To improve manoeuvrability further it was decided to increase the wing span of the pre-production aircraft from 10.4 m (34 ft 1 7/16 in) to 11.31 m (37 ft 1 1/4 in) and the wing area from 17.6 sq m (189.444 sq ft) to 18.56 sq m (199.777 sq ft). Although retaining the long streamlined forward section housing the telescopic gunsight, the pre-production aircraft's canopy was modified by replacing the metal headrest by a fixed clear vision section and by fitting rearward sliding panels over the cockpit. Tests were completed late in 1937 and the aircraft was placed in production as the Army type 97 Fighter Model A (Ki-27a).

The top photo was taken from Warplanes of the Second World War: Fighters Vol 3, by William Green, the middle photo was taken from The Concise Guide to Axis Aircraft of World War II, by Dasvid Mondey, and the bottom photo was taken from The Complete Book of Fighters, by William Green & Gordon Swanborough.

Regards

Bob
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Postby Robert Hurst on 09 Jul 2003 13:53

Hi

Nakajima Ki-27 - Pt 3

Like the pre-production aircraft, the production Ki-27a was fitted with the larger wings, but the canopy was once again modified by adopting a more conventional windshield and using a metal-covered rear section, while the more powerful Nakajima Ha-1b rated at 780 hp at 2,900 m (9,515 ft) was fitted. The aircraft carried a pair of synchronised 7.7 mm (0.303 in) Type 89 machine-guns mounted in the upper fuselage forward decking.

In March 1938 the aircraft saw operation over Northern China where they quickly wrested control of the sky away from the hard-pressed Chinese forces. Shortly thereafter, the Imperial Japanese Army reorganised their air units by replacing the mixed units made up of fighter, bomber and reconnaissance aircraft with specialised sentais made up of only one type
of aircraft, and the 59th Fighter Sentai activated at Kagamigahara, Gifu Prefecture, on 1 July, 1938, was the first unit to be equipped exclusively with Army Type 97 Fighters. As fast as deliveries allowed, Ki-27s were delivered to the 64th, 13th, 5th and 11th Sentais in that order before September 1938.

As production gained tempo the Ki-27a gave place to the Ki-27b characterised by the clear vision panels of the canopy's rear section, modified oil cooler, and provision under the wing centre-section for four 25 kg (55 lb) bombs. These bombs could be replaced by two 130 litre (28.6 Imp gal) slipper drop tanks lying flat under the wings on both sides of the fuselage. For gunnery training a cine-gun could be attached on the port-wing near the root. Production of the Ki-27b was also entrusted to Mansyu Hikoki Seizo KK (Manchurian Aeroplane Manufacturing Co Ltd) at Harbin, Manchukuo.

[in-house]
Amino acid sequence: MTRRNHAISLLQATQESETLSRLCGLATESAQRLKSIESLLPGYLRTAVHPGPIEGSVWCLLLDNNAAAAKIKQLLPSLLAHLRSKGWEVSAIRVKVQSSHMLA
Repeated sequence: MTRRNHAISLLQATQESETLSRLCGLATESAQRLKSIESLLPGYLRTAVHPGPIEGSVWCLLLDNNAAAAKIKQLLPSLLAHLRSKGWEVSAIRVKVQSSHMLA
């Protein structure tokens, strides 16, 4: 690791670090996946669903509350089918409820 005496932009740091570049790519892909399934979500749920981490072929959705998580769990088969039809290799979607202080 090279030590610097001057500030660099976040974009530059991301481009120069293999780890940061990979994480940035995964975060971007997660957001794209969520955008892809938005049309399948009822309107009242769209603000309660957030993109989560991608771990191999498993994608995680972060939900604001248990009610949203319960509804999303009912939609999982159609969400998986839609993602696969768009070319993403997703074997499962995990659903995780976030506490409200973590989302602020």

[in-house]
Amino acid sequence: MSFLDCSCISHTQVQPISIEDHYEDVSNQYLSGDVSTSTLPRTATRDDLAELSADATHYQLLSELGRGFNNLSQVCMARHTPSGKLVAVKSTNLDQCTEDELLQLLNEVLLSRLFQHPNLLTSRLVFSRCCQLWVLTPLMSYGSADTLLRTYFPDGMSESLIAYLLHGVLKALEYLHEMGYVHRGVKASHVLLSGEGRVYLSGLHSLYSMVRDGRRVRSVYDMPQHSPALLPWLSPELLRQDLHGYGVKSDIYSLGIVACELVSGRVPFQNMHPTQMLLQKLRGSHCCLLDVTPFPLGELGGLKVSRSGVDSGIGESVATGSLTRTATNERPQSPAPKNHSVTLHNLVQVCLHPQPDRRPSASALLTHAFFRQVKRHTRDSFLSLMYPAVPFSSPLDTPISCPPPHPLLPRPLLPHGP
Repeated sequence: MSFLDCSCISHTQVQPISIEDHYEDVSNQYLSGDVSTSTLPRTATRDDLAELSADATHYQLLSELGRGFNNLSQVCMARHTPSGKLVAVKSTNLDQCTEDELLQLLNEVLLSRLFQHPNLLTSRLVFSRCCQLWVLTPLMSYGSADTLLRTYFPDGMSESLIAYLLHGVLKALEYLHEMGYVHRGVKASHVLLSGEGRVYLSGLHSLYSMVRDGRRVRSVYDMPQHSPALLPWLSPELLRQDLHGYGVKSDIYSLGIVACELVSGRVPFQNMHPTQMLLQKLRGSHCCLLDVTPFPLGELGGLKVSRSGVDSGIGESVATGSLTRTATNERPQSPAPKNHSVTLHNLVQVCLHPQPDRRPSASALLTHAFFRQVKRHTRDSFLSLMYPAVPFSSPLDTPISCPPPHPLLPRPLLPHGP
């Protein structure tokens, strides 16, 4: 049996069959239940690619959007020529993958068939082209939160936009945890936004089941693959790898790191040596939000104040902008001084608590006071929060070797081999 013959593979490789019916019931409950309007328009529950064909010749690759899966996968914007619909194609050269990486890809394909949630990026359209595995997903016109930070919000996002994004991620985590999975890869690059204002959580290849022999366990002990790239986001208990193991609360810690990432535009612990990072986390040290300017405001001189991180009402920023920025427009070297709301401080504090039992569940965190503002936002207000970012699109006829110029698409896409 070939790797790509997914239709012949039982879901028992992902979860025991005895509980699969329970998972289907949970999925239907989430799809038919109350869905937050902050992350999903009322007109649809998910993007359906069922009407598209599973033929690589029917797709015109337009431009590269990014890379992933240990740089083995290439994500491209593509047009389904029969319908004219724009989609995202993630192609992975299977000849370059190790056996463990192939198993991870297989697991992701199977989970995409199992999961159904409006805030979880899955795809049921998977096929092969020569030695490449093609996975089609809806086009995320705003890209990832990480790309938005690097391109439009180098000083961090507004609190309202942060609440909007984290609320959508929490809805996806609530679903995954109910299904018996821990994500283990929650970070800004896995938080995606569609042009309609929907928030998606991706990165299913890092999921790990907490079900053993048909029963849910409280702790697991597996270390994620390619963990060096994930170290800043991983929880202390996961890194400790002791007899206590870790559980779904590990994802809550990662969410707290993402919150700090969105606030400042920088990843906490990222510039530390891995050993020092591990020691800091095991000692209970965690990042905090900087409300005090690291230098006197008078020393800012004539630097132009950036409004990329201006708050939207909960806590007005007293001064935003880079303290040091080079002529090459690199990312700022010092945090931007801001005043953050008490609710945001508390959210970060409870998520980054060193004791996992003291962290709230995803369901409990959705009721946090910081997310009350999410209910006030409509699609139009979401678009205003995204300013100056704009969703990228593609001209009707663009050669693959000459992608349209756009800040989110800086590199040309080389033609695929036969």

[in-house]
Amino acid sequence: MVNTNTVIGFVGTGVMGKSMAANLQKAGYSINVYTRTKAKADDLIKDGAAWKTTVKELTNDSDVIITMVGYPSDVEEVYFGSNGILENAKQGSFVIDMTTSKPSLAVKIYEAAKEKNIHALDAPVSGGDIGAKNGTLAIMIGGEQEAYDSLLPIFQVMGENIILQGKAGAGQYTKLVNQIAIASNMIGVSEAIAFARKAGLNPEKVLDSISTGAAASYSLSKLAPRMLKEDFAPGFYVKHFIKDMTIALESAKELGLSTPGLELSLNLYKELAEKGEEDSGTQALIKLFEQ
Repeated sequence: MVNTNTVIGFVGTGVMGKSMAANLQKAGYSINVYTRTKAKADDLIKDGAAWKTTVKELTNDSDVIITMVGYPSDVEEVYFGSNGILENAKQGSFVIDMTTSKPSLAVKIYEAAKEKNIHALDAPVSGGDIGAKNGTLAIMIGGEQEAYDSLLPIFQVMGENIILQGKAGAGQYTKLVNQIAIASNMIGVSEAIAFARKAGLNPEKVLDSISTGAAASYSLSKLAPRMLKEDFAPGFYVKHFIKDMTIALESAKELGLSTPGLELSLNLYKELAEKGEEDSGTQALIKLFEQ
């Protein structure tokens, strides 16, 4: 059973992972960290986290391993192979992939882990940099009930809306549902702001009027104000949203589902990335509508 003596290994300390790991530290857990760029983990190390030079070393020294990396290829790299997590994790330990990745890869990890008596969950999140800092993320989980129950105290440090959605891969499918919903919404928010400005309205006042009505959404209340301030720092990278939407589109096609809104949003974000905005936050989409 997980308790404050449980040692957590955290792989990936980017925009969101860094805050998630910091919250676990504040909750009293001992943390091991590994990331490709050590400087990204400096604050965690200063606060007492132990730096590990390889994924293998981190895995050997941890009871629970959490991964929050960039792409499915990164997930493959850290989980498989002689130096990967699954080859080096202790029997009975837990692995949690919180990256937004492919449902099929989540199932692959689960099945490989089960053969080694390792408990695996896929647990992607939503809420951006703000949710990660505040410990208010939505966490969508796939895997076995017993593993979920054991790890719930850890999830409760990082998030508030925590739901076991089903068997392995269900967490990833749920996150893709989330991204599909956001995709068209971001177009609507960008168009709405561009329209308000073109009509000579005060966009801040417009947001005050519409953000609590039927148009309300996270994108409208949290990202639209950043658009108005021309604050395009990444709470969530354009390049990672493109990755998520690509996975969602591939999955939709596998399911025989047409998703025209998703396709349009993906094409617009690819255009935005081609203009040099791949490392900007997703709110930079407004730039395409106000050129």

The photos were taken from Japanese Aircraft of the Pacific War, by Rene J Francillon.

Regards

Bob
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Postby Robert Hurst on 09 Jul 2003 14:26

Hi

Nakajima Ki-27 - Pt 4

When on 4 May, 1939, fighting began on the Manchukuo/Outer Mongolia border in the Nomnhan area between Japanese and Russian forces, the Japanese Army committed, along with other air units, five Ki-27 equipped Fighter Sentais - the 1st, 11th, 24th, 59th and 64th - mustering some 80 machines. At the peak of the fighting, Japanese forces had increased to 200 fighters, mostly Ki-27s but including some Ki-10s.

When hostilities ceased, the Japanese claimed to have shot down no fewer than 1,340 Russian aeroplanes and destroyed a further 50 machines on the ground, and they reported that the Russians had committed up to 3,000 aircraft during the five month Nomonhan Incident. The Russian counter-claim of committing only 450 aircraft suggests that the Japanese overstated their claims to hide what was actually a defeat, as they admitted losing 120 aircraft against the Russian reports that 215 Nipponese planes had been destroyed.

The photos were taken from Japanese Aircraft of the Pacific War, by Rene J Francillon.

Regards

Bob
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Postby Robert Hurst on 09 Jul 2003 14:59

Hi

Nakajima Ki-27 - Pt 5

The Nomonhan Incident was settled without either side gaining a decisive advantage, but the loss of at least 120 aircraft and their experienced crews was disastrous for the Japanese; however, the fighting had given them an opportunity to test their aircraft against a determined adversary and the Ki-27 had proved itself to be superior to the Russian Polikarpov I-15 fighter biplanes but hard pressed against the faster Polikarpov I-16 fighter monoplanes.

In December 1941, when the Japanese began operations against the Allies, the 1st, 11th, 50th, 54th and 77th Sentais flying Army Type 97 Fighters were deployed in support of the invasion of the Philippines, Burma, Malaya and the Netherland East Indies, while other Ki-27 equipped Sentais were operating on the Chinese mainland, in Manchukuo and in Japan.

Although obsolescent the aircraft obtained some remarkable successes against the overwhelmed Allied forces. The Ki-27 was assigned the Allied code names 'Abdul' (China-Burma-India theatre) and 'Nate' South-west Pacific Area theatre), the latter being exclusively used from 1943 onwards. As the JAAF expanded, the Ki-27 was delivered to many new units in Japan, but most of these re-equipped with modern machines before deployment overseas while the remainder of the Ki-27s provided air defence for the Japanese homeland until 1943. However, throughout the war Ki-27s served as front-line fighters with the Manchurian Air Force.

As the aircraft were replaced by Ki-43, Ki-44 and Ki-61 fighters, the Ki-27s were increasingly used as advanced trainers. To suit the Ki-27 to its new duty, the wheel spats were removed, a tailwheel replaced the skid previously used, and so modified, the aircraft was redesignated Army Type 97 Fighter Trainer. In the last months of the war some Ki-27 trainers were used in suicide attacks carrying a 500 kg (1.102 lb) bomb-load.

The photos were taken from Warplanes of the Second World War Fighters Vol 3, by William Green.

Regards

Bob